Wednesday, June 8, 2011

Inclusion or Separation?


Platt, E, Harper, C, & Mendoza, M.B. (2003). Dueling Philosophies: Inclusion or Separation for Florida’s English Language Learners? TESOL Quarterly, 37(1), 105-133.

            Concerning English for Students of Other Languages (ESOL) education, two models surface: inclusion and separation. Many educators, administrators, and parents find themselves disagreeing with one another over which model serves English Language Learners, students, or their children the best. In Elizabeth Platt, Candace Harper, and Maria Beatriz Mendoza’s article “Dueling Philosophies: Inclusion or Separation for Florida’s English Language Learners,” the authors examine the separation model and inclusion model for ESOL instruction. Using data from 29 district-level ESL administrator interviews, Platt et al discuss the positive and negative of each model; however, the reader can note a heavy emphasis the authors place on the parallel trends inclusion shares with national and international contextual standardizations in the inclusion model (Platt et al, 2003). In addition, issues of impartiality for English language learners (ELLs) and the specialization of English as a Second Language (ESL)/English as a Foreign Language (EFL) teaching profession emerge as complications of continuing down an inclusive path.
            When examining full inclusion, Platt et al (2003) explain that the inclusive prose or rhetoric removes ELLs from its “ideology of individualism and meritocracy” (108). But how does the much-advertised inclusive model remove ELLs from its umbrella ideology? One way to examine this detachment is through previously established separation models. Platt et al (2003), citing Laurie Olsen (1997), states 




The authors explain the once educational pedagogy and policies, which stem from civil rights, are now stigmatized with negative associations like “segregation, divisiveness, or special treatment” (108); for example, bilingual and ESL programs name a few. Some educators, administrators, and/or parents may challenge Platt et al’s view by insisting full inclusion provides each individual with the same education and the same opportunities; nevertheless, the claims from Platt el al argue the recent trends in accountability and standardization of curriculum and assessment has excluded ELLs from the full inclusion model, which advocates for full participation and success in school (Platt et al, 2003).
            On the other spectrum of an inclusive model, separation models aim to provide specialized services in a separate environment, which “facilitates equal access to the curriculum in a timely and effective manner” (Platt et al, 2003, pg 109); however, the problem with a separation model resides in how one defines discrimination. Educators, administrators, and parents opposed to a separation model find separating their students or children would breach various rights and acts; for instance, the Education for All Handicapped Children Act (1975), the Individuals With Disabilities Education Act (1997), and various individual liberties stemming from the Bill of Rights identify some of the various rights or acts a separation model might violate. However, due to the ambiguous specifications of the Office of Civil Rights (OCR) of what accurately defined discrimination, many separation instructional programs (bilingual and ESL programs) went under heavy scrutiny from methods potentially discriminatory (Platt et al, 2003).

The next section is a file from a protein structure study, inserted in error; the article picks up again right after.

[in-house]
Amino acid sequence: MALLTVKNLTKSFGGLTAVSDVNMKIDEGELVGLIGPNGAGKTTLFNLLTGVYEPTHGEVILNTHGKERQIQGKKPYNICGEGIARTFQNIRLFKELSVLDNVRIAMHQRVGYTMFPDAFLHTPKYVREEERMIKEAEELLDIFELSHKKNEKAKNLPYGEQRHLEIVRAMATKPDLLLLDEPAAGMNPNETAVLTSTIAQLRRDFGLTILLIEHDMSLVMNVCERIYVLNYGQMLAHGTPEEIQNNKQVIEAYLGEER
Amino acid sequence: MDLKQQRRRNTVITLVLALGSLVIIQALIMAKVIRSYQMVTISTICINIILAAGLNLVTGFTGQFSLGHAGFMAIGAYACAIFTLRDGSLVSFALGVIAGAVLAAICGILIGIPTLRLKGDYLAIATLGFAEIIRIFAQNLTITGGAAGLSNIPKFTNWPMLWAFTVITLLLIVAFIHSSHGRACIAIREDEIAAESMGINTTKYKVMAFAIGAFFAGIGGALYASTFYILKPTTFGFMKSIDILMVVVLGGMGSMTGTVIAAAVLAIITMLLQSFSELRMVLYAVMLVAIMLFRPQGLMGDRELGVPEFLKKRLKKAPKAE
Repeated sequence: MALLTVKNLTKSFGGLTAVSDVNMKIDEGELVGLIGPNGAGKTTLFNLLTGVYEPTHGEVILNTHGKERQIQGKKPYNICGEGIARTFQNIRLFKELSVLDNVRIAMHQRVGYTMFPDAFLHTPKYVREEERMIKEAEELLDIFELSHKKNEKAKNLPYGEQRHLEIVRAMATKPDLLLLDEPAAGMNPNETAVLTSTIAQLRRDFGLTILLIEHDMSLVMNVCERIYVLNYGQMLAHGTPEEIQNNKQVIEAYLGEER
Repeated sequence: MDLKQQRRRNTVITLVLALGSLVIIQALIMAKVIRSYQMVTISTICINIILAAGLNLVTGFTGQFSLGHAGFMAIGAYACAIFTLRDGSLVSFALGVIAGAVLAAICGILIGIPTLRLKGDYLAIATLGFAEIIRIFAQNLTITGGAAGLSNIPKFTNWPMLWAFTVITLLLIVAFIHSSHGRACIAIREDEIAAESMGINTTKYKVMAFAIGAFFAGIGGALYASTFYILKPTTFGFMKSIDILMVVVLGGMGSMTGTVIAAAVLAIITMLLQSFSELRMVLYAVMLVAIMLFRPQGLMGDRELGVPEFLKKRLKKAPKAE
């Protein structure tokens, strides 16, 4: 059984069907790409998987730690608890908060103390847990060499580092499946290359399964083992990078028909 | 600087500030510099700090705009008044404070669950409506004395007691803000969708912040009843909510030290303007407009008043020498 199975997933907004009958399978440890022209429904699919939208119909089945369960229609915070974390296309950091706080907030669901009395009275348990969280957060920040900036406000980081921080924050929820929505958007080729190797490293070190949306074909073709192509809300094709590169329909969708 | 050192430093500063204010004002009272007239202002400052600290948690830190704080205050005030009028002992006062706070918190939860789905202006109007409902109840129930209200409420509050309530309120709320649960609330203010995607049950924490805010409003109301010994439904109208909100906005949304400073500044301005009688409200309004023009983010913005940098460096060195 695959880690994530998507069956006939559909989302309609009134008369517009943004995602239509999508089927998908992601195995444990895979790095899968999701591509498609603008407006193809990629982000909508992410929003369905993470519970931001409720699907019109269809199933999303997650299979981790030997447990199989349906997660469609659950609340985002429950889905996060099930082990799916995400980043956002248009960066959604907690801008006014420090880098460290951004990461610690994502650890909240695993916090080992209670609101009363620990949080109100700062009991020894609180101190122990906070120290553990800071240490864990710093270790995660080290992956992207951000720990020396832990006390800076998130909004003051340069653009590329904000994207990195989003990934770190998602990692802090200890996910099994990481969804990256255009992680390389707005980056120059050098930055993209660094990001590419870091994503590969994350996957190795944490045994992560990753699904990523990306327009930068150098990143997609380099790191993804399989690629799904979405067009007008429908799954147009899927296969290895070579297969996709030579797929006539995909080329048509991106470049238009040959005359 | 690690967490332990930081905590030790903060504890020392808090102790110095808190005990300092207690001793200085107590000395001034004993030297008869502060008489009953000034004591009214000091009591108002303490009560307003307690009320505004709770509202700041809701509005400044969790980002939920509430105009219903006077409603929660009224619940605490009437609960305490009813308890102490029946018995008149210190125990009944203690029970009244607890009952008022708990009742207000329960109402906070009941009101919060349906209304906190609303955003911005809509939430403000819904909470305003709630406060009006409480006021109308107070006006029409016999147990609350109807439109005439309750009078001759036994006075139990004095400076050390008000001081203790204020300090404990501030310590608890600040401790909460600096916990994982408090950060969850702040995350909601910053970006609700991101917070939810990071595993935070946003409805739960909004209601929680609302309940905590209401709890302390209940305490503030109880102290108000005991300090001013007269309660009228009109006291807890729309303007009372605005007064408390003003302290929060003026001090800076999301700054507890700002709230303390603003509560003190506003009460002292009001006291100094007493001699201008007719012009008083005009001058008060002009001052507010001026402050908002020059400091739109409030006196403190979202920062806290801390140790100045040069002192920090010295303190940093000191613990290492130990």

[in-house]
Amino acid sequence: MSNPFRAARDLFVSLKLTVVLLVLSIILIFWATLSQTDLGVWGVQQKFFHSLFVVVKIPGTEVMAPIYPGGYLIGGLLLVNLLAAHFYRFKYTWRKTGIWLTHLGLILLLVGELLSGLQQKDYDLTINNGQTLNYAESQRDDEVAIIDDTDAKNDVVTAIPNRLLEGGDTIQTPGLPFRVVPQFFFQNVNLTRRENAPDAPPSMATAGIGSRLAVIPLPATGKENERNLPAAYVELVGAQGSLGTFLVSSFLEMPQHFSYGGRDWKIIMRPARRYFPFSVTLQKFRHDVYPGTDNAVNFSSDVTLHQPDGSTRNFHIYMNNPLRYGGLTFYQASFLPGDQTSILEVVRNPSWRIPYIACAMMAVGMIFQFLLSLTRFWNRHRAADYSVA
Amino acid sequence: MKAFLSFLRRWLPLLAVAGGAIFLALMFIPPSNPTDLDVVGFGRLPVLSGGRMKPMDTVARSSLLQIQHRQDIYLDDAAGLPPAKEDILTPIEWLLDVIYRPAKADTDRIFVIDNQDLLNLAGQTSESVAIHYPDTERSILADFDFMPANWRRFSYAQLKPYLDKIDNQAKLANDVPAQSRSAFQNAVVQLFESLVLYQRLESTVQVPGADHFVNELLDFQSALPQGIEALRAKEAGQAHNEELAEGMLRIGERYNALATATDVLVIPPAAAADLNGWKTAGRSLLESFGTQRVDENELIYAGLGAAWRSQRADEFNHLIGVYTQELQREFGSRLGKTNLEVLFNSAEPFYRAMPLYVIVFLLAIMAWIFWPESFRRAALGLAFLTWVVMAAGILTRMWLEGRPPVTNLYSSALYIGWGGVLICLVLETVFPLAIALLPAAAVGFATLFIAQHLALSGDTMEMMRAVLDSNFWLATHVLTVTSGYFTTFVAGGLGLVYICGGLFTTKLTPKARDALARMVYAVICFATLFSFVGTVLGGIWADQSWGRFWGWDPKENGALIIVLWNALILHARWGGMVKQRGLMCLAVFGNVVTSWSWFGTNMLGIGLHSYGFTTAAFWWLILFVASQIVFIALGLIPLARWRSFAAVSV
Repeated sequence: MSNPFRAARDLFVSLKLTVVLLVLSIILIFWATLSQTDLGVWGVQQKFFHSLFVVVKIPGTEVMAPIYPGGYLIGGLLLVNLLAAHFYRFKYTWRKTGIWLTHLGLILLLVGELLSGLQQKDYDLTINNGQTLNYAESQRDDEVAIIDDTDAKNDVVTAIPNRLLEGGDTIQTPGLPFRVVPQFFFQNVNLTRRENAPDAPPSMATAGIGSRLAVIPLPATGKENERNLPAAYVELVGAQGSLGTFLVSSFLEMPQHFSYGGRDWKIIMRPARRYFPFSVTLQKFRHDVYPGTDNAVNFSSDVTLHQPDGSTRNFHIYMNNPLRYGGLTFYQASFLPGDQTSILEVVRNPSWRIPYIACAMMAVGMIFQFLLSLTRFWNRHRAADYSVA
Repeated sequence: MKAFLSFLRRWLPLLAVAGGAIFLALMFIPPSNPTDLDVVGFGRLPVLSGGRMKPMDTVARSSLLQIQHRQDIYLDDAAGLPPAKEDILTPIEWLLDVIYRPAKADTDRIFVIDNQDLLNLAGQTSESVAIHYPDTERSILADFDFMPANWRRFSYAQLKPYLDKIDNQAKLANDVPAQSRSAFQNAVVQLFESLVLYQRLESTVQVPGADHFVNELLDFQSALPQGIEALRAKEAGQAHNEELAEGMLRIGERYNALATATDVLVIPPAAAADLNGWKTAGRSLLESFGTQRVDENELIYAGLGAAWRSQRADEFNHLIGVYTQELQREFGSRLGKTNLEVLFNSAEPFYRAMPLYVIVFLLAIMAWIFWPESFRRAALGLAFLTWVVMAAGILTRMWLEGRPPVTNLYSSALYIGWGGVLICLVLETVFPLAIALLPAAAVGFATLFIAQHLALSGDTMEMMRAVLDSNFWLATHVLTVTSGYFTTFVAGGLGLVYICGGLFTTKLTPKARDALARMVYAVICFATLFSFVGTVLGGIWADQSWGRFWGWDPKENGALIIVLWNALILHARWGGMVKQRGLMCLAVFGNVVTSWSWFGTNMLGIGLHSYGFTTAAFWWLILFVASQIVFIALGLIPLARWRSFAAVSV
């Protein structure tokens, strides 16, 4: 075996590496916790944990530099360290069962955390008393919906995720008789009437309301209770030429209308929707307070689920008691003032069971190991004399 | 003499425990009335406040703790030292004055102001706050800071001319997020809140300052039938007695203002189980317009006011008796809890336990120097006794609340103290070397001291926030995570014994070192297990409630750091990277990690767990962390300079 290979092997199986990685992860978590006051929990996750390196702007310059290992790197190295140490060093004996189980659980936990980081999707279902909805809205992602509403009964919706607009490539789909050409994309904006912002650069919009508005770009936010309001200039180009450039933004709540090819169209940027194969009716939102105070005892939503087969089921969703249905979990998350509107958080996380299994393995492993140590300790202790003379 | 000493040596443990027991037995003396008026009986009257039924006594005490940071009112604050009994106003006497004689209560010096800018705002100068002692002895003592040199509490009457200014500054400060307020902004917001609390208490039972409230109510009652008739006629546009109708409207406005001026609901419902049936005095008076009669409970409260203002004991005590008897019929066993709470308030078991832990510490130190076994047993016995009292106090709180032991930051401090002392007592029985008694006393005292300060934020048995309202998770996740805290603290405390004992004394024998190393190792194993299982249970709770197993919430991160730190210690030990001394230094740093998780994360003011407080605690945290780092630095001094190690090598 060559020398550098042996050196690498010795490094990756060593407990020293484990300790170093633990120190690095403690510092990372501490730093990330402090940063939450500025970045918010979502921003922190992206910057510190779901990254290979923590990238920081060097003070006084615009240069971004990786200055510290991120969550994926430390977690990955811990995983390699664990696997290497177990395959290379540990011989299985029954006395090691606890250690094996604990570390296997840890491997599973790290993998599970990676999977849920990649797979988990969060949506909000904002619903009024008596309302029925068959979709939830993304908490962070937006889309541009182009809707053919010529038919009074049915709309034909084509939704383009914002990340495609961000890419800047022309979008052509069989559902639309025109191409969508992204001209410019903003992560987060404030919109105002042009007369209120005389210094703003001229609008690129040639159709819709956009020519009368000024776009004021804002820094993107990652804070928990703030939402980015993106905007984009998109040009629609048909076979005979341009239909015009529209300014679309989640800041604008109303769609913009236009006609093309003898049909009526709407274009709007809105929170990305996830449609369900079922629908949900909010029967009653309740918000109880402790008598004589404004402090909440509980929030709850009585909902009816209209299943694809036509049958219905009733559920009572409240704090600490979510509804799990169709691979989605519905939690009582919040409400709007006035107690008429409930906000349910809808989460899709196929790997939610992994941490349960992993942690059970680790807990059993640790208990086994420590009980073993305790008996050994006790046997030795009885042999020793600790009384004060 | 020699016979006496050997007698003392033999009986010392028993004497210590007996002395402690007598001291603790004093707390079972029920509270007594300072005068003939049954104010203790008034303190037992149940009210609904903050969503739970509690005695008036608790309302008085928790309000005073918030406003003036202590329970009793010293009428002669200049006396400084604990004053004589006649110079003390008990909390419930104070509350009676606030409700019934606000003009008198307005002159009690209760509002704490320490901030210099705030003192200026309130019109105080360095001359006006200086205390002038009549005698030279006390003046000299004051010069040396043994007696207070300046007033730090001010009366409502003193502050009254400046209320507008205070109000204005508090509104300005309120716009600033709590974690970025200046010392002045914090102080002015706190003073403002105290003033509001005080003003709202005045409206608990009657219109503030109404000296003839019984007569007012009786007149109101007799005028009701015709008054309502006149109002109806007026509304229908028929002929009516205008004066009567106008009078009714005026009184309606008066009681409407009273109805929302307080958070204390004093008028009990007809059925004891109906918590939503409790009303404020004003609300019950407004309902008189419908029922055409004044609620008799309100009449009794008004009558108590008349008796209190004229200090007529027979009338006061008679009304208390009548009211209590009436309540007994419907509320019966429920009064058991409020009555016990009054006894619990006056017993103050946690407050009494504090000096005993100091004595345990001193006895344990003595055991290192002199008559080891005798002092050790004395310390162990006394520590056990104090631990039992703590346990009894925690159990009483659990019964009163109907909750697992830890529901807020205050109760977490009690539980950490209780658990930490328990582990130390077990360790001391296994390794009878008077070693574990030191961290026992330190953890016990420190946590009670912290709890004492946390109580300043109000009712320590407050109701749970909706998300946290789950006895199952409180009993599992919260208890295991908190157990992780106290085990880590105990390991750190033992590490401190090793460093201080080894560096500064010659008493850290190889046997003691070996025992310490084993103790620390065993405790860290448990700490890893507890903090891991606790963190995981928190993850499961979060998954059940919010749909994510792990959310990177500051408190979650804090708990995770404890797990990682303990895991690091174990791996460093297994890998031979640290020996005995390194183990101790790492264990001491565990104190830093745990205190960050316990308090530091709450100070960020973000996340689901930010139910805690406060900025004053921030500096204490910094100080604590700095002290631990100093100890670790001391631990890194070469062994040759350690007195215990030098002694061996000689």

Even though both models provide pros and cons, my perspective of Platt et al’s article falls in the successfully educating of ELLs. According to the article, research has been presented to support both models. On the one hand, I agree with Platt et al that the inclusion model has drifted away from its purpose to provide equity to all students; however, I still insist teachers, administrators, and parents show strive towards the success and excellence of educating ELLs. Is the inclusion model better, or the separation model? Although I recognize the much-advertised inclusion model’s ideology, and the inclusive drift that is to follow—according to Platt et al, I still maintain that our primary goal is the successful and excellence of education ELLs, whether in a inclusion model or separation model. 

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